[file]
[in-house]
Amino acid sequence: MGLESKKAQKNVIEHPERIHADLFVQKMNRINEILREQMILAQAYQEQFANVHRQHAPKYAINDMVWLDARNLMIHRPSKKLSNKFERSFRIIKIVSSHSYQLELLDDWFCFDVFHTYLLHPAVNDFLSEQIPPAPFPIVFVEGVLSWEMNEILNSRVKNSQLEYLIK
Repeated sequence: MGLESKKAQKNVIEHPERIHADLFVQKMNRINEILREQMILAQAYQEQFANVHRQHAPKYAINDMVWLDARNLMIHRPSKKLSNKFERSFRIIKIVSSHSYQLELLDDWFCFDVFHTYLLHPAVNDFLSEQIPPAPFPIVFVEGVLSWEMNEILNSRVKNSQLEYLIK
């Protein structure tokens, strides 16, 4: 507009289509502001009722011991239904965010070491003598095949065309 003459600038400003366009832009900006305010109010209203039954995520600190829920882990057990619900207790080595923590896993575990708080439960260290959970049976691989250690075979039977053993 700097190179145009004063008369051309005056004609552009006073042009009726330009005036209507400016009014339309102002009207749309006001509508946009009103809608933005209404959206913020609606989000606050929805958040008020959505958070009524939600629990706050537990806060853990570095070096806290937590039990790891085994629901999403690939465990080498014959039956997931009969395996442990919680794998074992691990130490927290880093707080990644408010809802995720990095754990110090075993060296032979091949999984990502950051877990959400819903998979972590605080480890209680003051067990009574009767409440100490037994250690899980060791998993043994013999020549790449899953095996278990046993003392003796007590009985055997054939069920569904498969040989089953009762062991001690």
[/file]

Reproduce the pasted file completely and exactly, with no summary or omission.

[in-house]
Amino acid sequence: MGLESKKAQKNVIEHPERIHADLFVQKMNRINEILREQMILAQAYQEQFANVHRQHAPKYAINDMVWLDARNLMIHRPSKKLSNKFERSFRIIKIVSSHSYQLELLDDWFCFDVFHTYLLHPAVNDFLSEQIPPAPFPIVFVEGVLSWEMNEILNSRVKNSQLEYLIK
Repeated sequence: MGLESKKAQKNVIEHPERIHADLFVQKMNRINEILREQMILAQAYQEQFANVHRQHAPKYAINDMVWLDARNLMIHRPSKKLSNKFERSFRIIKIVSSHSYQLELLDDWFCFDVFHTYLLHPAVNDFLSEQIPPAPFPIVFVEGVLSWEMNEILNSRVKNSQLEYLIK
């Protein structure tokens, strides 16, 4: 507009289509502001009722011991239904965010070491003598095949065309 003459600038400003366009832009900006305010109010209203039954995520600190829920882990057990619900207790080595923590896993575990708080439960260290959970049976691989250690075979039977053993 700097190179145009004063008369051309005056004609552009006073042009009726330009005036209507400016009014339309102002009207749309006001509508946009009103809608933005209404959206913020609606989000606050929805958040008020959505958070009524939600629990706050537990806060853990570095070096806290937590039990790891085994629901999403690939465990080498014959039956997931009969395996442990919680794998074992691990130490927290880093707080990644408010809802995720990095754990110090075993060296032979091949999984990502950051877990959400819903998979972590605080480890209680003051067990009574009767409440100490037994250690899980060791998993043994013999020549790449899953095996278990046993003392003796007590009985055997054939069920569904498969040989089953009762062991001690």